At ‘This Place in History’ we’re back at Ohavi Zedek in Burlington, Vt. with Executive Director of the Vermont Historical Society Steve Perkins.
“Last week, we talked about this amazing architectural painting that has great significance not only to the Burlington community, but really to this Jewish diaspora, or even all immigrants all over the world. Equally amazing is how this thing was conserved, moved and installed here at the current synagogue. Aaron Goldberg, the Co-Archivist at Ohavi Zedek has joined us and is going to talk us through the whole process,” began Perkins.
“This mural was painted by an artist named Ben Zion Black and he painted it in 1910. It was painted in an older synagogue called Chai Adam Synagogue on Hyde Street in Burlington. The Chai Adam Synagogue closed in 1939 and the Lost Mural was successfully moved here in May of 2015,” said Goldberg.
“I had seen the mural when I was in high school in the 1970s. The Chai Adam Synagogue was then being used as a commercial business. It was Harry Wheel Carpet Master. You’d go in the front side of the business and there was a counter and you’d be served at the counter. But, if you wanted to go see carpet remnants, you’d go into the actual warehouse where Harry Wheel had kept this part of the mural untouched in the warehouse,” explained Goldberg.
“In 1986, the synagogue building is sold. That began the first initiative which was how to keep the mural somewhat safe from any construction conversion project.”
“We had some idea of the technology that could be used to get it out, but we couldn’t find a place to store it. So, the decision was made to take archival slides. Actually, the descendants of Ben Zion Black and his wife, their two daughters, donated monies to get archival slides taken of the mural in place.”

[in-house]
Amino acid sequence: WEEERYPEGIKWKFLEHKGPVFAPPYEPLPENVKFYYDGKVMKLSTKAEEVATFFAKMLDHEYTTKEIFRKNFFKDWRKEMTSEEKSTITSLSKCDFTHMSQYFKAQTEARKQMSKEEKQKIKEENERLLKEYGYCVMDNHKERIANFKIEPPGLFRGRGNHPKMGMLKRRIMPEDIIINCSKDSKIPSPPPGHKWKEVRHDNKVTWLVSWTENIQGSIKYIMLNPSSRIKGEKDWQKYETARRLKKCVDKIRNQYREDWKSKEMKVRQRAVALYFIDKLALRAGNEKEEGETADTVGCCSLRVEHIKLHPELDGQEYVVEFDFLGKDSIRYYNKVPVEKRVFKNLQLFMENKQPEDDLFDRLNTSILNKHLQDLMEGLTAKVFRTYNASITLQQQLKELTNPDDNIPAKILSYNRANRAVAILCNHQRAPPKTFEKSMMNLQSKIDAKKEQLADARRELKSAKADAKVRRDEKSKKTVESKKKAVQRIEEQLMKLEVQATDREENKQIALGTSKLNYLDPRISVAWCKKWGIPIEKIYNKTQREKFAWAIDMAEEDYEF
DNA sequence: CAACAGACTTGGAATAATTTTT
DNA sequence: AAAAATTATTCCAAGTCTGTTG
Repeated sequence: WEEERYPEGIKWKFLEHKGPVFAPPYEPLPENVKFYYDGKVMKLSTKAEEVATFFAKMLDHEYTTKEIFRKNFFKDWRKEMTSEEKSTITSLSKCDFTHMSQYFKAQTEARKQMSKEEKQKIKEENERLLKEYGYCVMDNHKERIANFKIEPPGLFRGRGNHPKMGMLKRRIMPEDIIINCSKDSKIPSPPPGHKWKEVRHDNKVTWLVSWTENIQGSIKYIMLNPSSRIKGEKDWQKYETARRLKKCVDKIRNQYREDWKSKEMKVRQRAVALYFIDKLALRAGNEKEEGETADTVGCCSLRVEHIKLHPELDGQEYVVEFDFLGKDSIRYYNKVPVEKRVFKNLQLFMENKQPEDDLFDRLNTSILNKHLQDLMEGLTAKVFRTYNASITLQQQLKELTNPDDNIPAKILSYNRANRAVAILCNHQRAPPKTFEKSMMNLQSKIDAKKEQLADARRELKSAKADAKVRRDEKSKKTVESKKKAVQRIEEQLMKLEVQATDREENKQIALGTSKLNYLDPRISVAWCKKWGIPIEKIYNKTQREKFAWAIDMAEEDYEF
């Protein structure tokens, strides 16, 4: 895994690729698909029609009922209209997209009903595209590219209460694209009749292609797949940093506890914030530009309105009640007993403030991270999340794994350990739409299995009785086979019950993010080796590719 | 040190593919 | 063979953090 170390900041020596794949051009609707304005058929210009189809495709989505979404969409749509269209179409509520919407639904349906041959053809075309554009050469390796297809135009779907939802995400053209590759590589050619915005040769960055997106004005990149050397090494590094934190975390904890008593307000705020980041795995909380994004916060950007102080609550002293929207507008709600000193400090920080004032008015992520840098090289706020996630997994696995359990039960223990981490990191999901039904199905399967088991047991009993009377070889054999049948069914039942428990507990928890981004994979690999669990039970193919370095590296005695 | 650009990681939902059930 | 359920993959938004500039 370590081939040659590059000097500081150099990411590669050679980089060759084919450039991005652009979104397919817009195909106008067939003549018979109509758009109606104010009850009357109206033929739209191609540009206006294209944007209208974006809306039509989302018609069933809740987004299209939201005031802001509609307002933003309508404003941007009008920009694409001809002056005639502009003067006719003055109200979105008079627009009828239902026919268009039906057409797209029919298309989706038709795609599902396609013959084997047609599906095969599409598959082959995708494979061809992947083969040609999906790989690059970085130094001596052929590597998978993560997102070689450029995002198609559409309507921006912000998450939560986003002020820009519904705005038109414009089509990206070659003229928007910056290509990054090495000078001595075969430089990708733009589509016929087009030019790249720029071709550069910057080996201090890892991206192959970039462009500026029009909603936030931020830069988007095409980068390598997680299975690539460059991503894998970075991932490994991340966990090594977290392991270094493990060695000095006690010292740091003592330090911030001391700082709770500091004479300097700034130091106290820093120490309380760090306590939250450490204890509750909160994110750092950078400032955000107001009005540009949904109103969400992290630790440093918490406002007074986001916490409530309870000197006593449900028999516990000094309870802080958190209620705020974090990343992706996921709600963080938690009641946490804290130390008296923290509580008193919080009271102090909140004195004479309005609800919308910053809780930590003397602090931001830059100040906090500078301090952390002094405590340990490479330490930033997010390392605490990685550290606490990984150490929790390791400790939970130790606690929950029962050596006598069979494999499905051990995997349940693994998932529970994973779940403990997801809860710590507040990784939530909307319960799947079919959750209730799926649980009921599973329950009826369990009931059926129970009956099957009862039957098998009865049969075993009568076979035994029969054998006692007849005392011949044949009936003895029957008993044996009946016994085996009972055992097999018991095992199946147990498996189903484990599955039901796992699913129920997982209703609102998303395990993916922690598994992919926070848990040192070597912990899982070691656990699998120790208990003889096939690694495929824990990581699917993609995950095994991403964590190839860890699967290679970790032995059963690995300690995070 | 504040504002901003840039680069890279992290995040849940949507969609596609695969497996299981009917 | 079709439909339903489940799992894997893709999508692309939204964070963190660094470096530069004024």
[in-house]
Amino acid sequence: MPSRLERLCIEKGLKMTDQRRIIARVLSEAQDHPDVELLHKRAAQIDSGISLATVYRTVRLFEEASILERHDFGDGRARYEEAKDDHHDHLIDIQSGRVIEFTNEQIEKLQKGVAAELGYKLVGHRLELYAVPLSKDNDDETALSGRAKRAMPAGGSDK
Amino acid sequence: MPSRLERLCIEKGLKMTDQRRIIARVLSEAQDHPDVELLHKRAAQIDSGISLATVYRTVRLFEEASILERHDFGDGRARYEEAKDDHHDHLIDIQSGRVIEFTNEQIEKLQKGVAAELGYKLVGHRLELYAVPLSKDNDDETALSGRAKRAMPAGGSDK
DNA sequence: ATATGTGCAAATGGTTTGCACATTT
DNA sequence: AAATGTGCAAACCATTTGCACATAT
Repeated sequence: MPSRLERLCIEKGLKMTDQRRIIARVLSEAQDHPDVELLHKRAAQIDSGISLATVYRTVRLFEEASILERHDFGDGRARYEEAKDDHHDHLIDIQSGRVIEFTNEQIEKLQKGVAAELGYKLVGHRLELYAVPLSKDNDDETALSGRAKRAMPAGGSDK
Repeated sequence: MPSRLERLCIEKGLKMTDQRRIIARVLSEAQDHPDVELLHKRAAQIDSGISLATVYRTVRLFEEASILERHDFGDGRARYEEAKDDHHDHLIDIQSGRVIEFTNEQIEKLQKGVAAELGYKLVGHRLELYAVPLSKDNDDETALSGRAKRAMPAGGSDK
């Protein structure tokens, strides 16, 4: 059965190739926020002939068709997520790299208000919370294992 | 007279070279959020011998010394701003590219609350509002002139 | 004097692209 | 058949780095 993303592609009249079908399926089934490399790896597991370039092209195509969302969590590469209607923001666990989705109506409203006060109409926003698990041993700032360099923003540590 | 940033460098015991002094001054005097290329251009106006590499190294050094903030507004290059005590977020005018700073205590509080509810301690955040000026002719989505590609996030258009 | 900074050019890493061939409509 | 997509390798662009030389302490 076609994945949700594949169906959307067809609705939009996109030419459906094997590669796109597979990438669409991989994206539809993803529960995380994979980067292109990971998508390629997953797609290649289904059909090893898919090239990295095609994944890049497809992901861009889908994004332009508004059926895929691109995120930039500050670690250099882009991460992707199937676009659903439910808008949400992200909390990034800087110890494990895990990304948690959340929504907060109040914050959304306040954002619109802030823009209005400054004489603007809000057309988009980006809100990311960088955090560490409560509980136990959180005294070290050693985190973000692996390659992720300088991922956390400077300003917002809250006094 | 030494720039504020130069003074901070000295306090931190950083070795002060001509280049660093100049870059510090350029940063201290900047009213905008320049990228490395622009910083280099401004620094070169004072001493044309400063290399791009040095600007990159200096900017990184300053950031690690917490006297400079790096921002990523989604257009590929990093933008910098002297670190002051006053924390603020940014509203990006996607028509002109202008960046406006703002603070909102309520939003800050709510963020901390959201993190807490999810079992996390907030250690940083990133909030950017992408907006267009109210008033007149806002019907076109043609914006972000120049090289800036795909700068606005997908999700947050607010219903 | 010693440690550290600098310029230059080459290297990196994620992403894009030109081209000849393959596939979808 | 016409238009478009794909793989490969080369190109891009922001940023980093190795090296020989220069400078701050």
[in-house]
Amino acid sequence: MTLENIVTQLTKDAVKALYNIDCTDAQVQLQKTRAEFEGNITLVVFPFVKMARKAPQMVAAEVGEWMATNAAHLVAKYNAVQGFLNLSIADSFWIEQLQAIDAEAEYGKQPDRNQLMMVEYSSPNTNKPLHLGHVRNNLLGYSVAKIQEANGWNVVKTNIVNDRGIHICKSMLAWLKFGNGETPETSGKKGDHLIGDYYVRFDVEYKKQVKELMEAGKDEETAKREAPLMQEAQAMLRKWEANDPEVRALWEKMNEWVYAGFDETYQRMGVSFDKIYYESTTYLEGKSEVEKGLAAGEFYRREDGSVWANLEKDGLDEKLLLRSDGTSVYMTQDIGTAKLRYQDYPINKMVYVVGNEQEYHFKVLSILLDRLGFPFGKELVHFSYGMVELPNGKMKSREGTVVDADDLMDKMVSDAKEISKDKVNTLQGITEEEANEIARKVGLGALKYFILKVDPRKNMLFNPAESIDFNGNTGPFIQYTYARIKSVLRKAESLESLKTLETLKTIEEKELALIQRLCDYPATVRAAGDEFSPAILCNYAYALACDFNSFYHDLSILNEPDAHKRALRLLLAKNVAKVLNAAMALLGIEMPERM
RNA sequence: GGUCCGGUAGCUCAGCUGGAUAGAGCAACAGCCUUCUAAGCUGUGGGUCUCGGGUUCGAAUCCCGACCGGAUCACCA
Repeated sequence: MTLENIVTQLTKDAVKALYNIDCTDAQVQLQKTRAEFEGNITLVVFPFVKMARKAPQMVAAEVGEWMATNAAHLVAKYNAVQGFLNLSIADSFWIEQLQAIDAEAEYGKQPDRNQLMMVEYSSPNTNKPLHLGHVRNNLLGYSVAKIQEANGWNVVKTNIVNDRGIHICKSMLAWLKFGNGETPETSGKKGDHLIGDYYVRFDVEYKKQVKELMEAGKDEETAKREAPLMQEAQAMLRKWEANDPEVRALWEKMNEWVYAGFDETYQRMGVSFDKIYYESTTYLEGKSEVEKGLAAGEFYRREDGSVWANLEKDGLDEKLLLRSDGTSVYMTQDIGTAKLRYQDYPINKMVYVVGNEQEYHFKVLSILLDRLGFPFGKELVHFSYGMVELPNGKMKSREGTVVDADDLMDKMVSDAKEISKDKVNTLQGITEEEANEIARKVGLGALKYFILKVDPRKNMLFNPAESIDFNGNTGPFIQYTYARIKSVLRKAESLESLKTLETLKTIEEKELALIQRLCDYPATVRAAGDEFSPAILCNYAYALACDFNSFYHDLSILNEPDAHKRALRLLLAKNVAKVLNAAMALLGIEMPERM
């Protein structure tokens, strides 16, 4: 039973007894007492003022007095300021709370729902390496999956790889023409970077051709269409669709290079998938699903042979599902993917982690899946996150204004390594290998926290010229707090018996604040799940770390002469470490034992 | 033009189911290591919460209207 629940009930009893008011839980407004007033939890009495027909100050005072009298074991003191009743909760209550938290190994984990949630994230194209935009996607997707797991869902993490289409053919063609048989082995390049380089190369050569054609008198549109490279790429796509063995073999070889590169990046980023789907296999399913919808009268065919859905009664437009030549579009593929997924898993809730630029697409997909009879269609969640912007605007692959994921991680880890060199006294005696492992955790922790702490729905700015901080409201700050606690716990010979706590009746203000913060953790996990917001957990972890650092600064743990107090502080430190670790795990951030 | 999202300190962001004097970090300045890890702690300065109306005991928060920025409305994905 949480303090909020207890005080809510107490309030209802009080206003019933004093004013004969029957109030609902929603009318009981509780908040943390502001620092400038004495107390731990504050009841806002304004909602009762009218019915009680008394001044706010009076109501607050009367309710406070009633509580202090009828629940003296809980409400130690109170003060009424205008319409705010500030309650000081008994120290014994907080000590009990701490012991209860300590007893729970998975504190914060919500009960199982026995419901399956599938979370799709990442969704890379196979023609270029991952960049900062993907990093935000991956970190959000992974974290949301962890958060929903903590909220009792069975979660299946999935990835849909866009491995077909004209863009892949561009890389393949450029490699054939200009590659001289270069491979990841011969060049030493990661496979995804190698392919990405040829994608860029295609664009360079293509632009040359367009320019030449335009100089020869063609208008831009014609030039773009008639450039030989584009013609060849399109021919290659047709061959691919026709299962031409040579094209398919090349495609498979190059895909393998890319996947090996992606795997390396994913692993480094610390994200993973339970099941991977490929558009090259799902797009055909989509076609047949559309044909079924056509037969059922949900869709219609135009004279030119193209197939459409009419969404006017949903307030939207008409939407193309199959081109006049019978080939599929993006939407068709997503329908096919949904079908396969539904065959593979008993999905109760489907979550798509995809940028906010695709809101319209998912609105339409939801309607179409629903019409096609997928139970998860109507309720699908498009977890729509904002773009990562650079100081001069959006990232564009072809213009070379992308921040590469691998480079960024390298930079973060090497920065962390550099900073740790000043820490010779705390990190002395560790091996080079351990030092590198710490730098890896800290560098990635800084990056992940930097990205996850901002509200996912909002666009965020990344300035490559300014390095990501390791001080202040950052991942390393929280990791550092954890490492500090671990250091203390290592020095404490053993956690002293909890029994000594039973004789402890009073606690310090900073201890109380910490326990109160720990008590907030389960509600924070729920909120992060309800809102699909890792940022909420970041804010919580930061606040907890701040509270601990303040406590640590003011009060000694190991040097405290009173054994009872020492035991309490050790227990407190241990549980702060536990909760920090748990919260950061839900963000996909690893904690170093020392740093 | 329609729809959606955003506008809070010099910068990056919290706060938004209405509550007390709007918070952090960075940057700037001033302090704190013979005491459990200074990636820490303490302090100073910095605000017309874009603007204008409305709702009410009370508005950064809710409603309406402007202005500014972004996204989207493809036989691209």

“So, the mural is sealed up behind a wall and there is insulation placed between the wall and the mural itself. People are occupying that apartment from 1986 to 2013, I believe, and they have no idea there is a mural behind it,” exclaimed Goldberg.
“We actually end up leasing the apartment. We open the apartment walls from the front so that we’re able to work on stabilizing the paint from the front. And this was a huge job. Something like over 80% of the paint you now see was coming off, was flaking off,” said Goldberg.
“There’s a wonderful steel frame that is designed to lift the mural, put it down in a truck, and transport the mural. Then [we had] the crane lift it up again and put it on a landing pad. Three very capable contractors who worked with us on the project used chains and they manually pulled up the mural to its present position. And that’s after we put steel rods in the ceiling to support the mural itself.”
‘We’re now involved in a really big push to raise the funds to clean the mural. We’ve raised over two-thirds of the money. The goal is to start to do it this year in 2021,” said Goldberg.
“This literally is an international treasure. [It’s] maybe one of the only types of its kind where we not only know where it came from and what it looks like and where it’s been extensively documented and photographed, but where we know a tremendous amount about the artist. The ones in Europe were never photographed and little or no information is available on the actual artists. So, this is really a representative piece that has an international reach that happens to be located right here in Burlington, Vermont,” concluded Goldberg.
At ‘This Place in History’!
To view Part 1, click here.
To learn more about the Lost Mural, click here.
To donate to the cleaning and restoration of the Lost Mural, click here.
To view more ‘This Place in History’ series, click here.